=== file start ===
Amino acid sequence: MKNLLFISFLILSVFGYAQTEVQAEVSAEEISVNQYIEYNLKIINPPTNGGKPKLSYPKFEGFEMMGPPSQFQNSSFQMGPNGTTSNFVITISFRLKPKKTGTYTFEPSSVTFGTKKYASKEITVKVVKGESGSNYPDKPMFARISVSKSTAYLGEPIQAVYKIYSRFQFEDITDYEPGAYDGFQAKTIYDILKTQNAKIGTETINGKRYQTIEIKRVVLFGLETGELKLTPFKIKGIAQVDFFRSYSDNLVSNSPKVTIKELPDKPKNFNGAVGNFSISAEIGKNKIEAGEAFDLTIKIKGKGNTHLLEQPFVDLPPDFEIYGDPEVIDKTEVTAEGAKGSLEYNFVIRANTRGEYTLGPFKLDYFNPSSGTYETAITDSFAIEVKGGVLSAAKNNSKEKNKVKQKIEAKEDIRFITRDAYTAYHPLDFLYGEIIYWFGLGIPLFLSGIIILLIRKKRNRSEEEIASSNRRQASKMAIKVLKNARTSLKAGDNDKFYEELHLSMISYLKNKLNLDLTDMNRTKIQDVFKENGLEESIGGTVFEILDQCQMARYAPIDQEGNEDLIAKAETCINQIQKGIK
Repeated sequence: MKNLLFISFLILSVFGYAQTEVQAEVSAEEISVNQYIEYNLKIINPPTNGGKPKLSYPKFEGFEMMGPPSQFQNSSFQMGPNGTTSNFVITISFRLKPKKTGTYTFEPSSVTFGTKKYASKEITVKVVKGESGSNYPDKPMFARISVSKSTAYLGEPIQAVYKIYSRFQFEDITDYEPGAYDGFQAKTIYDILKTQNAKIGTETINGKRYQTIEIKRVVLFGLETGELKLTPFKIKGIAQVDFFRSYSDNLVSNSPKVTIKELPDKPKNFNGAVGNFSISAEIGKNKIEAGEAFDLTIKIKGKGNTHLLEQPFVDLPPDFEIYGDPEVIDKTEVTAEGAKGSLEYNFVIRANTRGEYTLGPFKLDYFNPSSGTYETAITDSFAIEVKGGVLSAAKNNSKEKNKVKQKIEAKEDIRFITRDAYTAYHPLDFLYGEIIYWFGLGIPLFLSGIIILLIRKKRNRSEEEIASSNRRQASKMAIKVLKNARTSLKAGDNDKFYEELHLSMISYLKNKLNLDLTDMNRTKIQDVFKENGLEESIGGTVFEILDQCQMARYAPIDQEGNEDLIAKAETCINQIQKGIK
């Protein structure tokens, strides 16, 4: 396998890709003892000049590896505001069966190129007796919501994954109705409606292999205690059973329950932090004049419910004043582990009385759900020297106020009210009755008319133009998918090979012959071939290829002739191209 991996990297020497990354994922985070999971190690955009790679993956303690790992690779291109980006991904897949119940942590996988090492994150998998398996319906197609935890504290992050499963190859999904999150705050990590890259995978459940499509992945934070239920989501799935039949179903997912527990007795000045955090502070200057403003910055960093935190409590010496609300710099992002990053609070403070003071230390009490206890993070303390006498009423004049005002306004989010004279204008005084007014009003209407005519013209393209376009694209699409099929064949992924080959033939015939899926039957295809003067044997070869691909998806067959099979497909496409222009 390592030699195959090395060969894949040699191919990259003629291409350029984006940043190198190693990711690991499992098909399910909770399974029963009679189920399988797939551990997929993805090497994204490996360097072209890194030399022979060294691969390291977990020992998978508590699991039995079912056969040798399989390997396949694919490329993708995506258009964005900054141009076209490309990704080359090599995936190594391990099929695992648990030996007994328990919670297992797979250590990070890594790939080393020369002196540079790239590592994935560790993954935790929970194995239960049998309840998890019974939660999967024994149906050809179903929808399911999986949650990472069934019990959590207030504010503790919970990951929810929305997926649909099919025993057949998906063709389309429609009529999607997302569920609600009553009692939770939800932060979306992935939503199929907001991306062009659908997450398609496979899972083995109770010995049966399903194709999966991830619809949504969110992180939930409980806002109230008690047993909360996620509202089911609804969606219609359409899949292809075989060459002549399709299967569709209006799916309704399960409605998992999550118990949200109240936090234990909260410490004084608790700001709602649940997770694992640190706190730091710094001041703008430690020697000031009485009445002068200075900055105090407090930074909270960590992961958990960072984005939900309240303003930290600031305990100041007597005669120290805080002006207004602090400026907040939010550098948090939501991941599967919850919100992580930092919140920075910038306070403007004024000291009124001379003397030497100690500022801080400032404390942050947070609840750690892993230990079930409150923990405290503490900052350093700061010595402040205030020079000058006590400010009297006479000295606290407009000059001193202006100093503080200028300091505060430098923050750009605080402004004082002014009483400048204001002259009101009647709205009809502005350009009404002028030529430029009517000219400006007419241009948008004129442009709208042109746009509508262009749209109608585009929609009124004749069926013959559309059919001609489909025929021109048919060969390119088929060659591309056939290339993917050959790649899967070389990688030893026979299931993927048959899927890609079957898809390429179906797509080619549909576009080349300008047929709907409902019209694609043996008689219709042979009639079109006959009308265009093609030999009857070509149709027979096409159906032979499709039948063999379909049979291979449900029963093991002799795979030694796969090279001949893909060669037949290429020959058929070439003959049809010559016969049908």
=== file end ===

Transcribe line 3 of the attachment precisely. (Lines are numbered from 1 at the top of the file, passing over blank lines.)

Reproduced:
């Protein structure tokens, strides 16, 4: 396998890709003892000049590896505001069966190129007796919501994954109705409606292999205690059973329950932090004049419910004043582990009385759900020297106020009210009755008319133009998918090979012959071939290829002739191209 991996990297020497990354994922985070999971190690955009790679993956303690790992690779291109980006991904897949119940942590996988090492994150998998398996319906197609935890504290992050499963190859999904999150705050990590890259995978459940499509992945934070239920989501799935039949179903997912527990007795000045955090502070200057403003910055960093935190409590010496609300710099992002990053609070403070003071230390009490206890993070303390006498009423004049005002306004989010004279204008005084007014009003209407005519013209393209376009694209699409099929064949992924080959033939015939899926039957295809003067044997070869691909998806067959099979497909496409222009 390592030699195959090395060969894949040699191919990259003629291409350029984006940043190198190693990711690991499992098909399910909770399974029963009679189920399988797939551990997929993805090497994204490996360097072209890194030399022979060294691969390291977990020992998978508590699991039995079912056969040798399989390997396949694919490329993708995506258009964005900054141009076209490309990704080359090599995936190594391990099929695992648990030996007994328990919670297992797979250590990070890594790939080393020369002196540079790239590592994935560790993954935790929970194995239960049998309840998890019974939660999967024994149906050809179903929808399911999986949650990472069934019990959590207030504010503790919970990951929810929305997926649909099919025993057949998906063709389309429609009529999607997302569920609600009553009692939770939800932060979306992935939503199929907001991306062009659908997450398609496979899972083995109770010995049966399903194709999966991830619809949504969110992180939930409980806002109230008690047993909360996620509202089911609804969606219609359409899949292809075989060459002549399709299967569709209006799916309704399960409605998992999550118990949200109240936090234990909260410490004084608790700001709602649940997770694992640190706190730091710094001041703008430690020697000031009485009445002068200075900055105090407090930074909270960590992961958990960072984005939900309240303003930290600031305990100041007597005669120290805080002006207004602090400026907040939010550098948090939501991941599967919850919100992580930092919140920075910038306070403007004024000291009124001379003397030497100690500022801080400032404390942050947070609840750690892993230990079930409150923990405290503490900052350093700061010595402040205030020079000058006590400010009297006479000295606290407009000059001193202006100093503080200028300091505060430098923050750009605080402004004082002014009483400048204001002259009101009647709205009809502005350009009404002028030529430029009517000219400006007419241009948008004129442009709208042109746009509508262009749209109608585009929609009124004749069926013959559309059919001609489909025929021109048919060969390119088929060659591309056939290339993917050959790649899967070389990688030893026979299931993927048959899927890609079957898809390429179906797509080619549909576009080349300008047929709907409902019209694609043996008689219709042979009639079109006959009308265009093609030999009857070509149709027979096409159906032979499709039948063999379909049979291979449900029963093991002799795979030694796969090279001949893909060669037949290429020959058929070439003959049809010559016969049908």